American Grace commentary on Immanent Frame

December 16, 2011
By tomsander

A series of commentaries on American Grace appear at the Immanent Frame blog (run by the Social Science Research Council).

Some are critical of American Grace, but the first post by Prof. of Sociology John Torpey at CUNY calls American Grace an outstanding example of public sociology:  sociological research that combines high-rigor with high-relevance

To see the whole series, visit here.

A response from Putnam and Campbell will be posted shortly.  Excerpt below:

“We have been struck by his [David Hollinger’s] comment that the form of religion we describe is ‘bland’ or, more pointedly, that blurred religious boundaries mean that Americans do not take their religion very seriously.  Other critics, too, have commented on the tolerant religiosity described in American Grace, but unlike Hollinger, argued that such a religion is hardly worthy of the name.  Wilfred McClay, writing in the Wall Street Journal, noted that ‘Surely there is something ironic about preferring a form of religion that asks us to admire and study the great prophets and preachers while warning us against imitating them and their true-believing faith.’  Like Hollinger, theologian Charles Mathewes accepts our empirical description of American religion, but unlike Hollinger, he rejects the idea that ‘bland is beautiful.’  In a panel discussion at the 2011 American Academy of Religion annual meeting Mathewes argued that ‘American Grace is very bad news for American religion and civic life, because churches seem unable to offer a thick counter-narrative to contemporary society.’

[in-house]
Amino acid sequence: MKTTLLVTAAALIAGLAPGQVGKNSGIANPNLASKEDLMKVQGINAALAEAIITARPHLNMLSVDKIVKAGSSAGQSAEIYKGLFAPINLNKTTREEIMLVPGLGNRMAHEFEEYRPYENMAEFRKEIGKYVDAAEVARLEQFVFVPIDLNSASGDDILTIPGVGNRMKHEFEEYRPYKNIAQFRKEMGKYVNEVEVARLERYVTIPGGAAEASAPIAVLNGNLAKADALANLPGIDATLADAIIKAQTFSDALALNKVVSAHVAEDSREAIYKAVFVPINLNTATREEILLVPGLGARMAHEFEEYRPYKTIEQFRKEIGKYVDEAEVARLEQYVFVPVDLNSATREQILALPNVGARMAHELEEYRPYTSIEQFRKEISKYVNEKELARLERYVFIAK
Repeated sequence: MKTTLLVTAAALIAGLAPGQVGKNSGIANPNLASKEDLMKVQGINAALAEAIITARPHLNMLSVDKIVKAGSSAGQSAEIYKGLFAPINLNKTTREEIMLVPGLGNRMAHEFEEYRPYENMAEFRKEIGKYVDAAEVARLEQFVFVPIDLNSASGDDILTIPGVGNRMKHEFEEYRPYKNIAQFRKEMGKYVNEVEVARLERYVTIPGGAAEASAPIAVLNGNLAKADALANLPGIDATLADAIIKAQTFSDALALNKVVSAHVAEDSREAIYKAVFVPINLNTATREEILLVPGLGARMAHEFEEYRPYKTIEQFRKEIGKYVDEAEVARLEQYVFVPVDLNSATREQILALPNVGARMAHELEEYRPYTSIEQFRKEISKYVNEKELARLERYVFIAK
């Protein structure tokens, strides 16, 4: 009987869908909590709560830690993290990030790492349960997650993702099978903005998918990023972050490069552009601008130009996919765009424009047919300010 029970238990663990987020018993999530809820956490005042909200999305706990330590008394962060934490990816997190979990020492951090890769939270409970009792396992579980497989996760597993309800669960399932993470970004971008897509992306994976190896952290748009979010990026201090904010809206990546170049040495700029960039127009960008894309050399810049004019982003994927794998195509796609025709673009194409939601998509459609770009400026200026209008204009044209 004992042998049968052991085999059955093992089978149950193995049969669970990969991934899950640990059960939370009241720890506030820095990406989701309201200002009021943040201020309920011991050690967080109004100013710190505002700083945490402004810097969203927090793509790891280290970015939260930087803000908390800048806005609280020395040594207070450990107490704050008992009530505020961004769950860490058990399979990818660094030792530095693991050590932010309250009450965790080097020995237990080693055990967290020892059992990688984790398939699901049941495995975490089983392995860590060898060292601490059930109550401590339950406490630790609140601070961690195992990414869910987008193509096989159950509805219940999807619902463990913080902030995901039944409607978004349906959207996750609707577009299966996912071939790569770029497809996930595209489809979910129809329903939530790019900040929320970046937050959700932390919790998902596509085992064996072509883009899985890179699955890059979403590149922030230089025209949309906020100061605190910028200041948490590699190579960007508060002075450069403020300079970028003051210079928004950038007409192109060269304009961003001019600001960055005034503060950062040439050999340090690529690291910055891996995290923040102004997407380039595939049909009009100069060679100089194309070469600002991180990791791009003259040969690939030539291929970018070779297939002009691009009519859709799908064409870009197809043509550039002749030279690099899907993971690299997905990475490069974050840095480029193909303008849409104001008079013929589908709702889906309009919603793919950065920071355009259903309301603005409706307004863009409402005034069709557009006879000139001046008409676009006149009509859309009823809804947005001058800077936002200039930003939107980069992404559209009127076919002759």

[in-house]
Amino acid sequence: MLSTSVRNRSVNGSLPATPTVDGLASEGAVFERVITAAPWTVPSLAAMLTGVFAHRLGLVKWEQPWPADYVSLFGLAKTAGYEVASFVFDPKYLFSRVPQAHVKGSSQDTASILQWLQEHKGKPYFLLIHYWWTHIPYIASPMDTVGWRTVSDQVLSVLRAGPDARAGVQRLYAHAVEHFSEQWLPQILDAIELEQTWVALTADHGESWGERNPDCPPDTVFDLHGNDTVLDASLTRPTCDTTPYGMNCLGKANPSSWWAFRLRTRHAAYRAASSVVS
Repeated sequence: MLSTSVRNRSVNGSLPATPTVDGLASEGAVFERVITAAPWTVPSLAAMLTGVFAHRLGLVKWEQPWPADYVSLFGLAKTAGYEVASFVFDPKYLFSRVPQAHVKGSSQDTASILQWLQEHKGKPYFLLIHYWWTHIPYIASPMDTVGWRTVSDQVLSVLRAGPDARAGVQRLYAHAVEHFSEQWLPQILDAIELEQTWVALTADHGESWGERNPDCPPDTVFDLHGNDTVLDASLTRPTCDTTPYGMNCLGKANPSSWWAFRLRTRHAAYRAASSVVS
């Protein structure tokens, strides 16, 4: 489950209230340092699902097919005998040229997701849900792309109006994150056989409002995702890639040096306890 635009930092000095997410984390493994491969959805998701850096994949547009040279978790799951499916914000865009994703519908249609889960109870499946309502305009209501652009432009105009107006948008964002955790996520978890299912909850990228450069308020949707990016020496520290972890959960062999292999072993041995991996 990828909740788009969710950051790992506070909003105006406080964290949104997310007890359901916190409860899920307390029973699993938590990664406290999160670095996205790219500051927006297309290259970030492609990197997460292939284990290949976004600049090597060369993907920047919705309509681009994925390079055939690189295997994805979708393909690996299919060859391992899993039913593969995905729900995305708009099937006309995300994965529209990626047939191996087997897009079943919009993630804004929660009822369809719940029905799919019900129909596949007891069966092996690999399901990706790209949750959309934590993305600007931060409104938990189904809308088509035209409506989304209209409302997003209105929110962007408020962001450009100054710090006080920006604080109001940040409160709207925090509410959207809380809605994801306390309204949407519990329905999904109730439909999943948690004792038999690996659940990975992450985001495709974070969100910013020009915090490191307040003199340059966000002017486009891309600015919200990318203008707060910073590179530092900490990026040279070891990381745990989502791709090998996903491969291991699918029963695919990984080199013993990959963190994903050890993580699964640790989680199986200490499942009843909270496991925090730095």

“If Americans do not take their religion all that seriously, or fail to insist on its superiority to other religions, does this mean that religion has lost its ability to inspire change—either for individuals or society as a whole? Of all the questions to arise in the commentary surrounding American Grace, this is perhaps the most interesting, important and, ultimately, impossible to answer. Have we reached the end of prophetic religion?  Is ecumenism ineluctably unable to stir souls?  Must a prophetic religion be intolerant of those who disagree?  Our own history suggests not.  The civil rights movement certainly involved a prophetic call for personal and social reform, yet united Americans of many different faiths.  America would be a meaner place without the recurrent challenge to accepted ways that religiously-rooted social movements have posed throughout our history, but we’re unconvinced that prophetic religion is intrinsically incompatible with religious pluralism.”


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